When working in cooperative groups, provide sentence frames for disagreeing (“I understand what you are saying, but I disagree that______________because______________.”) and for keeping someone on task (“That’s interesting, but right now we should be talking about__________________________________.”). Model how to use and respond to these sentence starters when giving directions for the assignment. While monitoring cooperative work, provide students with feedback both on content and on how their use of these sentence starters will keep the work moving forward and foster cooperation.
A+SEL in Elementary Science
By Tally Lent
Over my 25 years of teaching elementary science classes, I have always found students to be natural scientists. Curiosity, observation skills, and motivation make each child an extraordinary learner, and a positive environment and developmentally responsive teacher plan will bring these three attributes to the forefront.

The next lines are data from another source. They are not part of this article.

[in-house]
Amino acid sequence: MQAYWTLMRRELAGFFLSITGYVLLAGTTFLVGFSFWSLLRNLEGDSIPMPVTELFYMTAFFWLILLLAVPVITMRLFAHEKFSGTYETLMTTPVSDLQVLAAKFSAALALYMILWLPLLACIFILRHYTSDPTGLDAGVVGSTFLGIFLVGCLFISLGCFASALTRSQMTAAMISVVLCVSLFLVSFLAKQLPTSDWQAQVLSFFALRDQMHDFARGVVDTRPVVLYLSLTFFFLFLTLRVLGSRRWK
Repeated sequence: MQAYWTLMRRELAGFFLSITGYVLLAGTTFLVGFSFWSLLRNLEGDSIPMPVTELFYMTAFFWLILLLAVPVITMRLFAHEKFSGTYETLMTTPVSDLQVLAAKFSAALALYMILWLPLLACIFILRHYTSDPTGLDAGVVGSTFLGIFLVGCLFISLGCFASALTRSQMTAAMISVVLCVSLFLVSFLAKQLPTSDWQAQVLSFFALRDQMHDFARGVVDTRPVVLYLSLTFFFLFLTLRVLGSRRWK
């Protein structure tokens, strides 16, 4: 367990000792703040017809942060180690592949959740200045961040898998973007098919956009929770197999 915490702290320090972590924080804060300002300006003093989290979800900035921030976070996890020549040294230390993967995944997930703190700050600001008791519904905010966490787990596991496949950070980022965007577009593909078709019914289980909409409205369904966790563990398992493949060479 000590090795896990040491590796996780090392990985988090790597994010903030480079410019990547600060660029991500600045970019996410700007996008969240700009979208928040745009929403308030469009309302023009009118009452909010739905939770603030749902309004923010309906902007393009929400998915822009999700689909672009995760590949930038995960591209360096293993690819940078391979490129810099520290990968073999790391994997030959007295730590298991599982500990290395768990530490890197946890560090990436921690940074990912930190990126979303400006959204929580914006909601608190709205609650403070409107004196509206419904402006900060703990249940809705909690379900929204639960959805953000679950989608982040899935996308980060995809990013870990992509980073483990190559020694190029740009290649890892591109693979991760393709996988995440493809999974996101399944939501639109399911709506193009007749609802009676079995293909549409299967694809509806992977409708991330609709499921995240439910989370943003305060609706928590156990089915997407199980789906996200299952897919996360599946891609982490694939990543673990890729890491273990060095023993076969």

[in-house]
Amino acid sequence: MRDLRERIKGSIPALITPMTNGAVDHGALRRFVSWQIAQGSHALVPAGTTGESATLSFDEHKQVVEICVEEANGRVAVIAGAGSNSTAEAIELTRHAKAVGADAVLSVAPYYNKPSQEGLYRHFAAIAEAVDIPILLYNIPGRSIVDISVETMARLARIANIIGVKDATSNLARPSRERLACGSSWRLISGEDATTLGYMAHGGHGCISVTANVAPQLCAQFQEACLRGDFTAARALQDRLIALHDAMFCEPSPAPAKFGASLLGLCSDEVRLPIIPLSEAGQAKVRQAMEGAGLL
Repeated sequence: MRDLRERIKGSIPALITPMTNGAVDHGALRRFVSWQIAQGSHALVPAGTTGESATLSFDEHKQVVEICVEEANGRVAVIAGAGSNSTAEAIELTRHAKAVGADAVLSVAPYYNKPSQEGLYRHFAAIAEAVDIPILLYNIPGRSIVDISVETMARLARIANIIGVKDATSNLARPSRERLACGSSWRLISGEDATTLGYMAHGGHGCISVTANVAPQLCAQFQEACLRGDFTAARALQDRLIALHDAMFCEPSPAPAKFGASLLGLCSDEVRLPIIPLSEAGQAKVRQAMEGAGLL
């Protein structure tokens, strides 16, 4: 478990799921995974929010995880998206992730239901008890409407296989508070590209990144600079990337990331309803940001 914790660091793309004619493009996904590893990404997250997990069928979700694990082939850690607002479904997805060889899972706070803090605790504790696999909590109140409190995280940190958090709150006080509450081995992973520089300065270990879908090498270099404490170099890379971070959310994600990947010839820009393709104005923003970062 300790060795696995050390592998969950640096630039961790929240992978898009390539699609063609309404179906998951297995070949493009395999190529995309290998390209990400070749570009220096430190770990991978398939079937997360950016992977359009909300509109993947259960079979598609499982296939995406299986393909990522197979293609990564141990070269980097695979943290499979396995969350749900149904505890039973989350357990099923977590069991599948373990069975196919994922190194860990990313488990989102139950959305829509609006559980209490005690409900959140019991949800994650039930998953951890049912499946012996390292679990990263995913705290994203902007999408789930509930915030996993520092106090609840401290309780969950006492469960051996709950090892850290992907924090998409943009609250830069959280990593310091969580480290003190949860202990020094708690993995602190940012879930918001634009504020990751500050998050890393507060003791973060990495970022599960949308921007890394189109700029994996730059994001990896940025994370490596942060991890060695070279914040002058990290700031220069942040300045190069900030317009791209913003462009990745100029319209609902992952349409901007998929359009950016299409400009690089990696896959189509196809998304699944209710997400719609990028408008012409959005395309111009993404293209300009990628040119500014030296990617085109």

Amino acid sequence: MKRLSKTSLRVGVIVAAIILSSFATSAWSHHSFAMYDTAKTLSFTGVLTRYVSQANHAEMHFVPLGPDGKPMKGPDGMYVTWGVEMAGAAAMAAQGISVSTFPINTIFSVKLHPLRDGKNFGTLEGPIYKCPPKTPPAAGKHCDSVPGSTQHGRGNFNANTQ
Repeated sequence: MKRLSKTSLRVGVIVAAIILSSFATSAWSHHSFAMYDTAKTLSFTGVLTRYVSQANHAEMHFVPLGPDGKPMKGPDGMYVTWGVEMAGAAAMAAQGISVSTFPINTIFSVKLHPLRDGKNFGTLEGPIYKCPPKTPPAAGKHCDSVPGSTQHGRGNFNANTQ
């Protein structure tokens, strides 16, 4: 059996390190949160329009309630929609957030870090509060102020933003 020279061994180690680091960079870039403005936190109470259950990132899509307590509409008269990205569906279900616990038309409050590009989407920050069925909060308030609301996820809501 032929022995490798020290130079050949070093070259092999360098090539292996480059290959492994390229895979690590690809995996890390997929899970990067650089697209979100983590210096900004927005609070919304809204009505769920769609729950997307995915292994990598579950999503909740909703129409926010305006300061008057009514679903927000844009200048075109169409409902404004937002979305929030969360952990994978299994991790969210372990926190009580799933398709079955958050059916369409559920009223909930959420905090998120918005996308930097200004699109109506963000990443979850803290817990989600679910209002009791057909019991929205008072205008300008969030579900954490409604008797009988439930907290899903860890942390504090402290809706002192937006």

After I was trained in the Responsive Classroom approach 20 years ago, my success and enjoyment as a science teacher grew. I established ways of being and basic rules for my science classroom that my students would understand, whether they were five years old or eleven years old.
I begin each class with a brief meeting in which I go over the agenda and what I hope to accomplish in our 40 minutes together. One of my classroom rules is that students have to ask questions every day. With this in mind, some of the agenda items are purposefully open-ended to elicit questions and interest. It could be a big question that we might not know the answer to or a small question that we could explore and discover the answer to together. Like scientists, it is through question asking and trial and error that students will make discoveries.